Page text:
At MNF we believe that the world’s most cost–effective health interventions cannot continue to be overlooked.
Micronutrients are the vitamins and minerals that our bodies need in only tiny amounts to enable us to grow, develop and strengthen our immunity. Without them, we have much lower resistance to disease.
A variety of impactful and cost-effective interventions exist that can improve access and intake of micronutrients. This is particularly essential when it becomes difficult to do so through diets.
- Diets rich in nutrients can be obtained by eating a diverse, and varied diet, with sufficient daily intakes of fresh fruits and vegetables. Increasingly, more and more people worldwide find it difficult to access and afford healthy and nutritiously diverse diets. Climate change and soil quality greatly affect the nutrient content of foods. Ultimately, transformation along global and local food value chains is required to make sustainable and nutritionally rich diets a reality for the billions of people locked out of the food system.
- Support exclusive breastfeeding and women nutrition during lactation. Lactating women also may need additional micronutrients to support their own health and the health of their breastfed newborn. Micronutrient supplements, if tailored to lactating women’s needs, can provide lactating women with the right amount of nutrients when diets fall short.
- Large Scale Food Fortification is enacted in national legislation around the world to ensure that edible food staples (flour, oils, rice, salt, sugar, milk) are fortified with vitamins and minerals for population level reach. Salt iodization has helped to reduce global iodine deficiencies around the world, while fortifying wheat flour with iron and folic acid has helped to combat iron deficiency anemia.
- Biofortification refers to breeding widely consumed staple crops such as wheat, rice, beans, and maize to increase their intrinsic micronutrient content, while also optimizing their yield and resistance to stresses such as drought and pests.
- Micronutrient supplementation provides people with a single micronutrient (iodine, iron, folic acid, vitamin A, vitamin B12, vitamin D, zinc) or multiple micronutrients as powders, capsules, tablets, drops, or syrup.
- Antenatal multiple micronutrient supplementation (MMS) offers distinct benefits from taking iron folic acid during pregnancy. Pregnancy is especially important for micronutrient health, for both mother and her unborn child. MMS has been shown to have higher impacts than Iron Folic Acid (IFA) on:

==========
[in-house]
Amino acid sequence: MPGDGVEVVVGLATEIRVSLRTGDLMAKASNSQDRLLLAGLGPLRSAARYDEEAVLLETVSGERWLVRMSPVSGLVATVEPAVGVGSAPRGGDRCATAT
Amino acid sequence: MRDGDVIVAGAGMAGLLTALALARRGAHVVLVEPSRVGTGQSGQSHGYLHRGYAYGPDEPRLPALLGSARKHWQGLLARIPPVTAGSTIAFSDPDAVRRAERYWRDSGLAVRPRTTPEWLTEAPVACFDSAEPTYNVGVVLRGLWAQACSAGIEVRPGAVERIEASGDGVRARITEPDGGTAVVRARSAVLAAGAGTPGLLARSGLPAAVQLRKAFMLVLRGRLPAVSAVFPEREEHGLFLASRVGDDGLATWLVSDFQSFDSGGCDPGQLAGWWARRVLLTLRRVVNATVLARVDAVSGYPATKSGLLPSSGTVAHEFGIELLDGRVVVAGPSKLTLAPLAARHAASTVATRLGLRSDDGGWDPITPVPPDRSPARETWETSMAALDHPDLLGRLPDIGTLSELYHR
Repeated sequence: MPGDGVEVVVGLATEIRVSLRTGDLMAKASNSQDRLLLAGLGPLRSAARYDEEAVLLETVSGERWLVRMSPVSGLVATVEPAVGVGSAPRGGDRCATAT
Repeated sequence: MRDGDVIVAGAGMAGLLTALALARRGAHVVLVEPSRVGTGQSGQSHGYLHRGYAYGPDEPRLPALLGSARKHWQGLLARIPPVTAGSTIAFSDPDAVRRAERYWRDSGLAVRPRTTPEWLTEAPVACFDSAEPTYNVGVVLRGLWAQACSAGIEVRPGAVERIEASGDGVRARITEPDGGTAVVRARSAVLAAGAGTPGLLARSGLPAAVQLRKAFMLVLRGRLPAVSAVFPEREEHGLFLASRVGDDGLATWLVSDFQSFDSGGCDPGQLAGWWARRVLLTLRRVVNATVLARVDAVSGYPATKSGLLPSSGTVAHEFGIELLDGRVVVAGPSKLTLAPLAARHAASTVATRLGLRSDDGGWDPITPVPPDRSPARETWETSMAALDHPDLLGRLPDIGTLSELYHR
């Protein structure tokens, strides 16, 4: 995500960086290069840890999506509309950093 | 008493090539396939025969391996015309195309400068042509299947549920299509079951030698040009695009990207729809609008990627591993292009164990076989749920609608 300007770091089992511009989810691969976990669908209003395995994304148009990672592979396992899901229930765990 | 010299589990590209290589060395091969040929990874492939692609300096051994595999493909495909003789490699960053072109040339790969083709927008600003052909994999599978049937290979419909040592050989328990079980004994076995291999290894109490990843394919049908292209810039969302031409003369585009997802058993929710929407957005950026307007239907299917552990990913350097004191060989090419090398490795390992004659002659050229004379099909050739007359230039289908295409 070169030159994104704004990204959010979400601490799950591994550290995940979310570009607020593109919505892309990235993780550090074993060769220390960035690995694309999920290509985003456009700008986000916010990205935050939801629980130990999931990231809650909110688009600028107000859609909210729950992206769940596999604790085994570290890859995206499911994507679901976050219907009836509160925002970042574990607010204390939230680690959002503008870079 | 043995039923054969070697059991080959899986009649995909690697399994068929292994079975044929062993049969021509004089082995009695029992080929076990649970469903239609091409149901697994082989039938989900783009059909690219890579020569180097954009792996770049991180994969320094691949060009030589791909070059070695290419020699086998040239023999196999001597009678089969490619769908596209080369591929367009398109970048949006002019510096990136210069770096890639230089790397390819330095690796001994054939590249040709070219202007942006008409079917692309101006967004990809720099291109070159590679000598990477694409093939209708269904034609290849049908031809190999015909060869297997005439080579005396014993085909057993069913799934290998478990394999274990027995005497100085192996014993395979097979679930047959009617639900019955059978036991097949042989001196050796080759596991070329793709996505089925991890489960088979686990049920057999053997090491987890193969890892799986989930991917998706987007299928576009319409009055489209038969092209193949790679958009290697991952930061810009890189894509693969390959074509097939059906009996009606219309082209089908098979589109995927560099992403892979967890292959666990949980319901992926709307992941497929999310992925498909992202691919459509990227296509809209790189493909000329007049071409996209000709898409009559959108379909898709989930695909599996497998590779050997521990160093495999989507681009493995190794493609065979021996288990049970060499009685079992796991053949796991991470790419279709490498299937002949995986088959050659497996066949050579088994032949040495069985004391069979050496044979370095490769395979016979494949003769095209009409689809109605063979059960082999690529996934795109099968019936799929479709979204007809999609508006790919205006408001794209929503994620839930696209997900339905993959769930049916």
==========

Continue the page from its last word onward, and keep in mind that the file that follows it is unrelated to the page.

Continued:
- Reducing small for gestational age
- Reducing low birth weight
- Reducing the risk of still birth
- Fortified complimentary foods in targeted nutrition programs to reach vulnerable populations in emergencies. These are essentially high energy and protein foods with the right levels of micronutrients added. Typically, they are given to children who are underweight and malnourished in varying doses based on needs when diets are not adequate in nutrients.
- Micronutrient powders (MNPs) are single serving sachets used in home cooking to add micronutrients when foods are ready to eat. When used in school meals programs, MNPs provide the nutrients that children need to ensure their best possible growth and development.
In addition to scaling investment in micronutrient interventions, far greater investment is needed across food, health, and social protection systems to ensure that the underlying causes of micro-nutrient deficiencies are addressed and to ensure that all people have access to health care and social services. COVID-19 has exposed weakness in systems, where greater, targeted investment could prevent more people from becoming micro-nutritionally deficient.
For example, the lack of antenatal and postnatal services for pregnant and lactating women in many lower- and middle-income countries continues to be a pervasive challenge for far too many women.
For more on food systems change go to our Food Systems and UN Food System Summit overview.